English as a Second Language Level 1 – ESLAO course builds on students’ previous education and language knowledge to introduce them to the English language and help them adjust to the diversity in their new environment. Students will use beginning English language skills in listening, speaking, reading, and writing for everyday and essential academic purposes. They will engage in short conversations using basic English language structures and simple sentence patterns; read short adapted texts; and write phrases and short sentences. The course also provides students with the knowledge and skills they need to begin to adapt to their new lives in Canada.
|Unit||Titles and Descriptions||Time and Sequence|
|1||Me And My Community:
In this unit, students will demonstrate an understanding of basic school routines, the school and community environment, and expectations of the Ontario Catholic educational process. Using experiential learning and real life situations, students will be introduced to basic language structures (e.g. present tense, present continuous, prepositions, and simple punctuation), and vocabulary of school and community. In the culminating activity students will review all materials through a creative and collaborative project. This unit supports other units in that it provides the basis for successful transition to life in Canada.
|Time and Sequence|
|2||Day By Day:
In this unit, students explore the role of the family in the Catholic community as well as a number of everyday survival themes and routines. Students develop vocabulary, knowledge of both oral and written English language patterns including skills in grammar and punctuation. This unit supports other units in that it prepares students for common Canadian activities.
In this unit, students will demonstrate a beginning awareness and appreciation of Canada’s regional and cultural diversity. In addition, students will begin their journey towards becoming responsible citizens who give witness to Catholic social teaching by promoting peace, justice, and the sacredness of human life. Students will continue to build on basic language structures such as simple assertive and interrogative sentences, prepositions, and adjectives, as well as developing vocabulary and Knowledge of Canada and its culture. A culminating activity will provide opportunities for review and creativity using various media. This unit supports other units by developing an understanding of Canada, thus facilitating successful integration.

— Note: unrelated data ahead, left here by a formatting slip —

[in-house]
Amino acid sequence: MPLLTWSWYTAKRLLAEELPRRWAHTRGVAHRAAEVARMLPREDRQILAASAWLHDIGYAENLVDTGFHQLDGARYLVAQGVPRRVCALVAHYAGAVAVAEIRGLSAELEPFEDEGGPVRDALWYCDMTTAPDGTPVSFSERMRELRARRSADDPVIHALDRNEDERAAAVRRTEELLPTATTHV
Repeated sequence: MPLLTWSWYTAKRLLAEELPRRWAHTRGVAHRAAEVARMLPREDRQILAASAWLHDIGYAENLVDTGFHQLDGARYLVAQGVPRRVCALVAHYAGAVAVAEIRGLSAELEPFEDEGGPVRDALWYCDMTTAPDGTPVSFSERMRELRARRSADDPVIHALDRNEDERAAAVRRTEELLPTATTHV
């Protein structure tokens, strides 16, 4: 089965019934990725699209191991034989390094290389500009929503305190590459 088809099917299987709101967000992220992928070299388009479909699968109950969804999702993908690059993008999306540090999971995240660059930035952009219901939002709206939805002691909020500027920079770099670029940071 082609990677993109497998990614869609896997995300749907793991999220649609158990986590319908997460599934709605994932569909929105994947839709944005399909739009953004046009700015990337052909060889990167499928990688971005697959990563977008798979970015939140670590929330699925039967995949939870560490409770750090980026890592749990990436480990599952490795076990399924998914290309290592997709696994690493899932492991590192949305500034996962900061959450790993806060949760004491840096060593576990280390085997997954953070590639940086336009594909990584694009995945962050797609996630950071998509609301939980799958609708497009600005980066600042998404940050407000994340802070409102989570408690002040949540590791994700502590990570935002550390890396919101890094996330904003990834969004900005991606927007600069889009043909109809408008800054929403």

|4||Your Story – My Story:
The students read for enjoyment from a variety of sources. They interact with honesty and sensitivity to each other as members of Christ’s family. As effective communicators they speak, write, listen, and respond critically in the light of gospel values. Together the teacher and the students decide on themes for this final unit, which can include folklore, fairytales, and the immigrant experience using modified reading materials. They apply appropriate strategies to read, understand, and interpret information and ideas, and show through a variety of responses an understanding of the readings. In writing their personal stories they demonstrate correct language structures and a variety of styles as studied in the preceding units.
|Final Assignment||5 Hours|
This is a proctored exam worth 30% of your final grade.
All course material is online, no textbook purchase required. Resources and reference for course materials will be provided on course webpage. Students are expected to watch and read all lecture videos and reading materials provided and complete relevant exercises at student’s time of continence.
This course is entirely online and does not require or rely on any textbook.
As in a conventional classroom, instructors employ a range of strategies for teaching a course:
In addition, teachers and students have at their disposal several tools that are unique to electronic learning environments.
All course material is online, no textbook is required. Assignments are submitted electronically. Tests are completed online at a time convenient for the student, and the course ends with a final exam which the student writes under the supervision of a proctor approved by Queenswood High school at a predetermined time and place. The final mark and report card are then forwarded to the student’s home school.
Students must achieve the Ministry of Education learning expectations of a course and complete 110 hours of planned learning activities, both online and offline, in order to earn a course credit. Students must keep a learning log throughout their course which outlines the activities they have completed and their total learning hours. This log must be submitted before the final exam can be written.
The chart below indicates some general examples of online and offline activities.
|Online Learning Activities||Offline Learning Activities|
|Watching instructional videos||Reading materials for course|
|Watching additional resources videos||Studying instructional material|